Top 10 Resume Tips for Best Interview Results

Top 10 Resume Tips for Best Interview Results



Top 10 Resume Tips for writing your resume before applying for any job opening. Your resume is the most financially important document you will ever own. When it works, you work; and when it doesn’t, you don’t. Unfortunately, technology has revolutionized corporate recruitment, and you may not know what it takes to build a killer resume for today’s job search.

Research shows that recruiters take only six seconds to make their initial judgment on a resume. If your resume is screened by a computer first, it may not even get that far.  Your job, when creating a killer resume, is to make it really easy for the recruiter to spot the most important benefits you offer the employer.

  1. Objective:
    A resume objective is a short, targeted statement that clearly outlines your career direction while simultaneously positioning you as someone who fits what the employer is looking for exactly. Your objective is carefully researched and tailored to fit the job you’re applying for.
    Researching the cultural norms of the organization is worthwhile. For example, within one industry some will value experience but not care much about education, while others care about your qualifications.
  2. Brilliant Summary:
    While some people might claim that the objective statement for a resume is outdated and old-fashioned, if done properly, it can mean the difference between being on the top of the pile and ending up in the circular file.
    Remember the recruiter will scan your resume in seconds.
    You must tailor your resume for the particular job and that particular employer based on the due diligence you conducted prior to applying. Use specific keywords taken from the job posting and the company’s website. Focus the reader’s attention on the most relevant parts of your resume as they relate to the job for which you are applying.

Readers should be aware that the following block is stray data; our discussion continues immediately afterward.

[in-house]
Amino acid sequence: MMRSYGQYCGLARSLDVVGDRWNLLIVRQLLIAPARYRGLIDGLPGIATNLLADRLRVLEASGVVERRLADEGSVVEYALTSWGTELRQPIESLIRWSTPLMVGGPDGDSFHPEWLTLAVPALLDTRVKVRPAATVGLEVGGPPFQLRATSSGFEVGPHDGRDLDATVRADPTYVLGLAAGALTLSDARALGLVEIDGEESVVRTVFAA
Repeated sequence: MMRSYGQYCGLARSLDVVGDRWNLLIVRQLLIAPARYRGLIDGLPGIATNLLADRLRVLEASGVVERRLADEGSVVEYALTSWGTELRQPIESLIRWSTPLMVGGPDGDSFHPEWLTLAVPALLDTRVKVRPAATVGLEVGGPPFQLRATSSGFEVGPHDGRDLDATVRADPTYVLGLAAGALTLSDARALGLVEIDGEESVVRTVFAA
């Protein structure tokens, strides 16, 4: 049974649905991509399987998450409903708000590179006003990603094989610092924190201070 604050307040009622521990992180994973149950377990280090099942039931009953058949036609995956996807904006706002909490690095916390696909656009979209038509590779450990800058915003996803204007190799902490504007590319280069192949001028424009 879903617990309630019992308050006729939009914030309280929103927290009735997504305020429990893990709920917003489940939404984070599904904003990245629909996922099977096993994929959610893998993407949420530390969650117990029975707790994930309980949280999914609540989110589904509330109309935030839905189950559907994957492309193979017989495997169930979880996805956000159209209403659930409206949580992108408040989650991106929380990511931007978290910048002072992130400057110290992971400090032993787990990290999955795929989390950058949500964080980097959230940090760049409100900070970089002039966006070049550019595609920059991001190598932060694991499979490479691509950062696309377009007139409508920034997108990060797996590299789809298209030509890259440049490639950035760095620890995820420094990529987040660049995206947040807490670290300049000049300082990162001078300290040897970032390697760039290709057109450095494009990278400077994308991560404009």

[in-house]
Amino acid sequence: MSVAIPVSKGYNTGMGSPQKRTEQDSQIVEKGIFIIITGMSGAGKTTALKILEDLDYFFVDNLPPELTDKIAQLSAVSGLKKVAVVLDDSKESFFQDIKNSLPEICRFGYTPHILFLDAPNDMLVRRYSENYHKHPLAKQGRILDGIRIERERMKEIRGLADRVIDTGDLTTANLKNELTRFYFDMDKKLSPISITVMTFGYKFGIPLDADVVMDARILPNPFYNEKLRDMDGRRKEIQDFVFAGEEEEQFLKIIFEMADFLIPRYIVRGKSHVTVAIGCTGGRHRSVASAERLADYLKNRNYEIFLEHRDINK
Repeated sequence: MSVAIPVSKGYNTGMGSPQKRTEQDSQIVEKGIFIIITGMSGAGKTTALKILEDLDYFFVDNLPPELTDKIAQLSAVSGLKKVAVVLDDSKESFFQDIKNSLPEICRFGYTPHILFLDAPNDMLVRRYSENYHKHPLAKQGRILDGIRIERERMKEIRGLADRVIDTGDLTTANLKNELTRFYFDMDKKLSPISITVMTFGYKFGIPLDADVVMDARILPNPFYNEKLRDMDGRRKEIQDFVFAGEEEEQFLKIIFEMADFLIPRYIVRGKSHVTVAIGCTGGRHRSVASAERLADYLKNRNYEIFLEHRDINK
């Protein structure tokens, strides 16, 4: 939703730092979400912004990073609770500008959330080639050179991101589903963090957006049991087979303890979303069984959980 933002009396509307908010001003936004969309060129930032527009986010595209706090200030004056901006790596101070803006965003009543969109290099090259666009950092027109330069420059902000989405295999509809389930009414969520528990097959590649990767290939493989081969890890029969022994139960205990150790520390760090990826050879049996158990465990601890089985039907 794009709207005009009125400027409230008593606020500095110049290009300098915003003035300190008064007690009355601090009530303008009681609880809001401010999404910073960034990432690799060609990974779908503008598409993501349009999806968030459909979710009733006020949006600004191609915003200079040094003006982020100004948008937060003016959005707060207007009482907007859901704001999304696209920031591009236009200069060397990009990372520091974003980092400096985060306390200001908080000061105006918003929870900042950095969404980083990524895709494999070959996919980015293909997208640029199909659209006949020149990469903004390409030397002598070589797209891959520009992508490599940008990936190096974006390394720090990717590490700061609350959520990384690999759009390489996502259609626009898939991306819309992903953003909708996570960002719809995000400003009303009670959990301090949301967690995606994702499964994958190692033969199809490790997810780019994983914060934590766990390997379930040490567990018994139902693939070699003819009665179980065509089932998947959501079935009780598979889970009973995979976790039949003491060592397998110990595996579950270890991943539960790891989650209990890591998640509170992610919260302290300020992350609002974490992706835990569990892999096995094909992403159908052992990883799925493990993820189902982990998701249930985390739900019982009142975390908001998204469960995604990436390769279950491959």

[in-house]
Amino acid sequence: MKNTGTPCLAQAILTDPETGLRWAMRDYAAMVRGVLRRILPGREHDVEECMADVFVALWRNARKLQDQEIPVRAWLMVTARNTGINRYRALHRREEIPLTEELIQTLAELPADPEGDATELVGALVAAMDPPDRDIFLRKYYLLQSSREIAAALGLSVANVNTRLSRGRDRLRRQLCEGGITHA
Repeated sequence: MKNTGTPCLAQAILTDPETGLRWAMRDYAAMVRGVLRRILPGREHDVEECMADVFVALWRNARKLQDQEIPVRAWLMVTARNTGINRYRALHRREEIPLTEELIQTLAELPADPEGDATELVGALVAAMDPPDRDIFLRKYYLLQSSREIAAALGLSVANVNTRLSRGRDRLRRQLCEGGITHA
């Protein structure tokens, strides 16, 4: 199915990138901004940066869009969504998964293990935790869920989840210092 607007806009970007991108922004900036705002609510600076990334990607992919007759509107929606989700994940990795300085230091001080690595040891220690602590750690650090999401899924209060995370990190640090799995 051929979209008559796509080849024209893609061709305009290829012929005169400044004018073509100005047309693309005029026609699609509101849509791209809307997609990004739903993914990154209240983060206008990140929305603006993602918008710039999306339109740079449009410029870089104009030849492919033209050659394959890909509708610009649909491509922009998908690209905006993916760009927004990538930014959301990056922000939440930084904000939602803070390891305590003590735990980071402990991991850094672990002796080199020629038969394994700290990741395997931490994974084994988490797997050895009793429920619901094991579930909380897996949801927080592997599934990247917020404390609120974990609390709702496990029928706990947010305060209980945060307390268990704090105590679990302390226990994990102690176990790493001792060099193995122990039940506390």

3. Demonstrate Progress:
    Show the recruiter that your career makes sense. Tell a story that shows promotions and additional responsibilities as you delivered value to your employer.
    List your work experience in reverse chronological order. Be sure to provide the name of the company, job title, and dates of employment. I recommend including a brief job description for each position.
  4. Include links to other sites and social media:
    Keep your resume short while demonstrating your talents by providing links to articles, photos, or websites you’ve designed, or a portfolio. Also, provide the URL for your LinkedIn profile and Twitter feed it that reflect your professional abilities.
  5. Exclude irrelevant information:
    Don’t reveal your age, race, gender, marital status, or whether you have kids. Research shows that even the most self-aware recruiters have unconscious biases. Although if you’ve taken time out for parenting or starting your own business, tell them. If you’ve been traveling, show how it has enriched you as a candidate.
  6. Style & Format:
    Stick with a basic font such as Arial or Times New Roman. Many companies have automated the application process to the point where you must upload your resume into their system, which then reads it and converts it into their back-office program.
  7. Showcase Eligibility:
    Make it easy for a recruiter to be confident that you are eligible to work without having to apply for work permits. List your education after your job history, not before it. This is sales and your relevant work experience is much more important than your academic coursework; therefore, it belongs upfront.
  8. Clear Format:
    Make sure your formatting goes hand in hand with the résumé structure to ensure recruiters can spot the key information easily. Create clear sections with easy-to-read, consistent headlines. Use an attractive font, which is also easy to read. Don’t use Word templates. If your design skills are truly terrible get someone else to do the formatting for you.
  9. Spell check:
    Obvious, perhaps, but surprisingly often spelling and grammar mistakes are what leads to a resume being put in the reject pile. Use the past tense and third person, not first person consistently throughout your resume. Edit it yourself and then get another person to read your resume with fresh eyes.
  10. Provide proof:
    Qualify your results wherever possible. Beating your targets, making great sales all provide convincing and easily digested data which demonstrate your achievements. Social proof such as promotions and customer feedback are also worthwhile.


Maria Hana

Maria Hana

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